Family-friendly media review site web is organized as a charity, which allows a peek inside this dot-com operation.
It was odd to see a charity quoted in the the AP article (by Rachel Konrad) about the shareholder revolt at Take-Two Interactive Software, publisher of the video game Grand Theft Auto. But there was a gloating quote from James Steyer, CEO and founder of Common Sense Media (EIN 41-2024986 Form 990), whose web site offers family friendly reviews of movies, DVDs, TV, music, and books. Common Sense lobbied successfully on behalf of a California law that restricts the sale of violent video games to minors, and of course Grand Theft Auto
Common Sense Media has a reasonably successful web site that captures about 0.00265% of global Internet users, which is about ten times more than the Dove Foundation (EIN 38-3040503 Form 990), a Christian media review group that we talked about not too long ago (September 21, 2006). Common Sense Media is what pops up if you Google family friendly movie reviews. Still, it's nowhere near Rotten Tomatoes (part of Rupert Murdoch's News Corporation empire), with 0.114% of web users, 40 times what CSM pulls.
The Form 990 shows that the operation has $1.8 million in income, essentially all from fundraising and special events. The main expense, believe it or not, is executive salaries. Mr. Steyer and COO Susan Sachs each pull down $200,000 per year. There are six other staff over $50,000 a year that together earn $439,128. That leaves just $171,869 for other staff. The total number of staff isn't reported—line 90b is zero even though we know there are at least eight on staff (but it's a pretty common error to forget to report the number of staff on line 90b). The web site lists 38 reviewers, but it's anyone's guess wether they are compensated.
These executive salaries are pretty impressive for such a small operation. For comparison, Consumers Union (EIN 13-1776434 Form 990) is about 100 times the size of Common Sense Media and generates its income mostly from paid subscriptions to Consumer Reports. Of course it has a web site quite a bit more extensive than CSM's (not to mention spending about $2.5 million a year on product testing). CU's Executive director James Guest earns $393,345, VP Joel Guerin $368,225, and CFO Richard Gannon $295,453, not even double what the executives at CSM are taking home. It's worth noting, too, that unlike CU, there is no CFO in sight at CSM.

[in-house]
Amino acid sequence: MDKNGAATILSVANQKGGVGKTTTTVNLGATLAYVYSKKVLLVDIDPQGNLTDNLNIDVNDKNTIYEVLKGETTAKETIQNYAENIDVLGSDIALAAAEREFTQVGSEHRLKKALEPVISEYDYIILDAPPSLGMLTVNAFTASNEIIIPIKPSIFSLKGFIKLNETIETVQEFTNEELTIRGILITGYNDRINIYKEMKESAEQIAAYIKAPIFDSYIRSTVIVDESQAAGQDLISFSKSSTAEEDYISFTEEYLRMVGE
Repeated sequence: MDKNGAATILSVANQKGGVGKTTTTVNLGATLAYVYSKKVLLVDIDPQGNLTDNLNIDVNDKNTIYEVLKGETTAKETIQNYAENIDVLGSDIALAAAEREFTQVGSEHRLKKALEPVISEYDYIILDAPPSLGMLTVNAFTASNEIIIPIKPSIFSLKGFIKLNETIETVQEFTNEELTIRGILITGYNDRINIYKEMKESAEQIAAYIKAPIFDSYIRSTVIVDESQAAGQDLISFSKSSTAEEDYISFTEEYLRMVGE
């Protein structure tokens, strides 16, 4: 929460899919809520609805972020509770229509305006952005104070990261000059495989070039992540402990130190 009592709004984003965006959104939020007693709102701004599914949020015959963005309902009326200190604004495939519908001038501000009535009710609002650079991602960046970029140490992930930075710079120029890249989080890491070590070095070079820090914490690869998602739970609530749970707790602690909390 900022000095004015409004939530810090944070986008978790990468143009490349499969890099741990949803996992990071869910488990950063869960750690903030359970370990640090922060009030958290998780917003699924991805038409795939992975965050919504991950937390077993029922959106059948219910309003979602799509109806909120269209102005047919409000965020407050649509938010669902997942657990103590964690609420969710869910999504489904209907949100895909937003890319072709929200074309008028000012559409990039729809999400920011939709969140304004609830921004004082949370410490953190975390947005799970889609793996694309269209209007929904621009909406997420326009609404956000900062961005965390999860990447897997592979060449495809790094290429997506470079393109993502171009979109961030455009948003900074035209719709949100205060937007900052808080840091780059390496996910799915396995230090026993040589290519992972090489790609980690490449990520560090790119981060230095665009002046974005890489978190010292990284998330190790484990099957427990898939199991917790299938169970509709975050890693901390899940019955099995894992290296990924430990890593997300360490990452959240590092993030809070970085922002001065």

The actual costs of the web site are really pretty modest. There's $35,173 listed for web site host and maintenance and $77,871 for software development.
Eclipsing these costs is a consulting fee of $142,924. This is explained as a payment to Bridgespan Group (EIN 31-1625487 Form 990) for development of a five-year strategic plan. Bridgespan Group is the nonprofit arm of the Boston management consulting firm Bain & Company. (Bridgespan has income a little over $10 million a year, mostly earned income from consulting. Its CEO Jeffrey Bradach takes home $260,000 and VP Susan Colby $245,000.)
The note tells us that the strategic plan was paid for by a grant from Atlantic Philanthropies. The secretive, Bermuda-based Atlantic Philanthropies include a number of entities including in the US the Atlantic Foundation of New York (EIN 13-3562971 Form 990). The foundations assets are from the fortune of Charles F. Feeney, who made billions in duty-free shops in airports. According to the group's web site, its goal is to spend its entire multi-billion endowment by 2020 and wind up shop. But don't bother to apply for a grant—they call you if they're interested.
Getting back to CSM, I'll bet that strategic plan has something in it about developing sources of earned income, which is really tricky for a site whose value is based on its trustworthiness. The common source of income on the Internet is advertising, but any advertising would compromise the organization's mission. My suggestion is that they seek a merger with Consumers Union.